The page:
Many Federal Reserve officials said more progress in the labor market is needed before deciding to slow the pace of asset purchases, according to minutes of their last meeting. “Most observed that the outlook for the labor market had shown progress” since the-bond buying program began in September, according to the record of the April 30-May 1 gathering released today in Washington. “But many of these participants indicated that continued progress, more confidence in the outlook, or diminished downside risks would be required before slowing the pace of purchases would become appropriate.”
Policy makers said May 1 that they may accelerate or slow monthly purchases of $40 billion in mortgage securities and $45 billion of Treasuries in response to changes in the labor market and inflation. They also pledged to hold the target interest rate near zero as long as unemployment remains above 6.5 percent and the outlook for inflation doesn’t exceed 2.5 percent.
A number of officials said they were willing to taper bond buying as early as the next meeting on June 17-18 if economic reports show “evidence of sufficiently strong and sustained growth,” according to the minutes.
The record gives more detail on a debate within the Fed over how and when to curtail asset purchases that have enlarged its balance sheet to a record $3.35 trillion. The committee led by Chairman Ben S. Bernanke is pressing on with purchases until the outlook for the labor market has “improved substantially.”
The minutes also showed that Fed officials began a review of their exit strategy, which was adopted in June 2011 as they sought to assure investors the central bank had the means to avoid igniting inflation once job growth, wages, and demand started moving up.
While “the broad principles adopted almost two years ago appeared generally still valid,” the minutes showed, the larger balance sheet “suggested a need for greater flexibility.”
Officials disagreed over whether the principles should be formally revised or if they should wait in order to learn more about how the exit might unfold. Bernanke instructed the Fed’s staff to study the issue, the minutes said.
Bernanke earlier today said in testimony to the Joint Economic Committee of Congress that the world’s largest economy remains hampered by high unemployment and government spending cuts, and raising interest rates or reducing asset purchases too soon would endanger the recovery.
While the economy is expanding, as home price gains and record stock prices help offset federal budget cuts, employment growth still hasn’t been sufficient for Fed officials to alter their unprecedented monetary easing.
“It’s a moderate recovery, and we’re overcoming a record fiscal drag,” Joseph Carson, director of global economic research at New York-based AllianceBernstein LP, which has $453 billion in assets, said before the minutes were released. “We’ve actually had fairly good growth even during the fear about the fiscal cliff” and the U.S. has experienced “very consistent growth in the labor market.”
Payrolls expanded by 165,000 workers last month, while revisions added a total of 114,000 jobs to the employment count in February and March, Labor Department data show.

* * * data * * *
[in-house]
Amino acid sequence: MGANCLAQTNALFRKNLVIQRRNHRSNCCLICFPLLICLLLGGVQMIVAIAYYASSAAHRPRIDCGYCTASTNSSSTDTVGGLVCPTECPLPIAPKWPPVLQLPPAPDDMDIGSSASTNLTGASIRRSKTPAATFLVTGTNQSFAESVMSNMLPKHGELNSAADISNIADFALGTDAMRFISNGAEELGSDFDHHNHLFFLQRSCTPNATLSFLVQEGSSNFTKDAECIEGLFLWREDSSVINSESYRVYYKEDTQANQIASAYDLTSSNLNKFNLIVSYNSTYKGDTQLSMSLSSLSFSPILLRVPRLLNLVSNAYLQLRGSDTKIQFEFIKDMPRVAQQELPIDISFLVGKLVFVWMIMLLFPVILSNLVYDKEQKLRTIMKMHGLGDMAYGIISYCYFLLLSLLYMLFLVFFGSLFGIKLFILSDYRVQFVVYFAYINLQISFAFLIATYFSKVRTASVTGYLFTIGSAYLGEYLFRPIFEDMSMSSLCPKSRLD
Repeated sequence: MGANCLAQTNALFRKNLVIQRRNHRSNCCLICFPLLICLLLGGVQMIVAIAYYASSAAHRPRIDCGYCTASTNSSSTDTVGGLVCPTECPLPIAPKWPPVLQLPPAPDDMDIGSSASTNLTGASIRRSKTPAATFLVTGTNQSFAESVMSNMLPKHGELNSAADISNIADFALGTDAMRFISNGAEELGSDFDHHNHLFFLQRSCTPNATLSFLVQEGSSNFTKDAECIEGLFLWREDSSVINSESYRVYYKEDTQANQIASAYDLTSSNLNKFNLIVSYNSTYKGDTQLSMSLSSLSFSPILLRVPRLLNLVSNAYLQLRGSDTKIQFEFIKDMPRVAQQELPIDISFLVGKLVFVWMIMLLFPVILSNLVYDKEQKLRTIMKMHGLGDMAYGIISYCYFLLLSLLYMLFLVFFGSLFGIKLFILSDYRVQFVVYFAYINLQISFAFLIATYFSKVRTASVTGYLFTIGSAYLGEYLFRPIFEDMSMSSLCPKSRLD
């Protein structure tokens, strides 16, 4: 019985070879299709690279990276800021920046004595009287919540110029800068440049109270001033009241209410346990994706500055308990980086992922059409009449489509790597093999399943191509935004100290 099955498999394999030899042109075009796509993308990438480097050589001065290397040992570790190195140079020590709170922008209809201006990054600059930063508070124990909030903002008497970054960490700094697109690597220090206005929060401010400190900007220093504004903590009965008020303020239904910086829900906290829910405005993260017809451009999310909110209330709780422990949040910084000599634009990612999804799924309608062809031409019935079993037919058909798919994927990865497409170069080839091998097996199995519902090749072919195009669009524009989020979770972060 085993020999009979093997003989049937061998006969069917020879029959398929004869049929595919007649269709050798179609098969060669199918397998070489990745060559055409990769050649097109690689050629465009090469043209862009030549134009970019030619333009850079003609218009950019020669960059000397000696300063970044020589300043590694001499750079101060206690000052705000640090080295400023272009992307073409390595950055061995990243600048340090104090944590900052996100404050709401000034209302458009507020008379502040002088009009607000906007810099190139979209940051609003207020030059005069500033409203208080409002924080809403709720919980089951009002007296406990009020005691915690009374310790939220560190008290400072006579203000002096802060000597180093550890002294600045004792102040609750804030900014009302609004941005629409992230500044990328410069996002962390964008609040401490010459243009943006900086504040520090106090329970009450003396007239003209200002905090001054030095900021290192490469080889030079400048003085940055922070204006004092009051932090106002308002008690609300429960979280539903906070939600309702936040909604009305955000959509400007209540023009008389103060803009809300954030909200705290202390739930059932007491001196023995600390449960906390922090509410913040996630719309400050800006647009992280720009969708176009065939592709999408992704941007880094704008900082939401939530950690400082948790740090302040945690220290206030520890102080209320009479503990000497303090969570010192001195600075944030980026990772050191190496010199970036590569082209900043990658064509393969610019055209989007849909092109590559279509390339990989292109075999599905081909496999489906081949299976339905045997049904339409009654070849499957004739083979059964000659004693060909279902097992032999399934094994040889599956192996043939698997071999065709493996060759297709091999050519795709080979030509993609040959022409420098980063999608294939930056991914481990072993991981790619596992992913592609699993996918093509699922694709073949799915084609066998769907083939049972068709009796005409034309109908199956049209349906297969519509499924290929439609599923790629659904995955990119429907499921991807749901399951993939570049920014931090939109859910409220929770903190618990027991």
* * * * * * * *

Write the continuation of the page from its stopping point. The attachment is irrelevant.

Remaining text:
Federal Reserve Bank of New York President William C. Dudley said yesterday he hasn’t decided whether the central bank’s next move should be to increase or decrease bond-buying. “Because the outlook is uncertain, I cannot be sure which way, up or down, the next change will be,” Dudley said in a speech in New York.
St. Louis Fed President James Bullard, who votes on policy this year, said yesterday the central bank should continue the purchases because they’re the best available option for policy makers to boost growth that is slower than expected.
Dudley’s and Bullard’s comments helped lift U.S. stocks to a record. The Standard & Poor’s 500 Index advanced 0.2 percent to close yesterday at an all-time high of 1,669.16, extending this year’s gain to 17 percent.
Some Fed officials in recent weeks have signaled they favor tapering the quantitative-easing program in the next few months. San Francisco Fed President John Williams said last week that the Fed may want to reduce the pace of its purchases as early as this summer “if all goes as hoped.”
Chicago’s Charles Evans said May 20 that he’d like to see monthly employment growth of 200,000 or more for at least six months before judging the labor market substantially improved. Employers have added an average of 173,000 workers a month over the past year.
Kansas City Fed President Esther George said May 10 the “employment picture is getting better,” with monthly payroll growth averaging about 200,000 “a positive sign.” George, who has dissented this year against FOMC decisions, also said the central bank’s unprecedented stimulus threatens to eventually push up long-term inflation expectations.
While the jobless rate has moved toward the Fed’s goal of 5.2 percent to 6 percent, inflation has fallen further from the long-run target of 2 percent, dropping in March to 1 percent from a year earlier, the slowest since 2009, according to the Fed’s preferred inflation gauge.
The world’s largest economy expanded at a 2.5 percent annualized rate in the first quarter, the Commerce Department said last month. The gain followed a 0.4 percent fourth-quarter advance, the slowest since the first quarter of 2011. The economy will grow 2 percent this year, according to the average of 81 estimates in a May 3-8 Bloomberg survey of economists.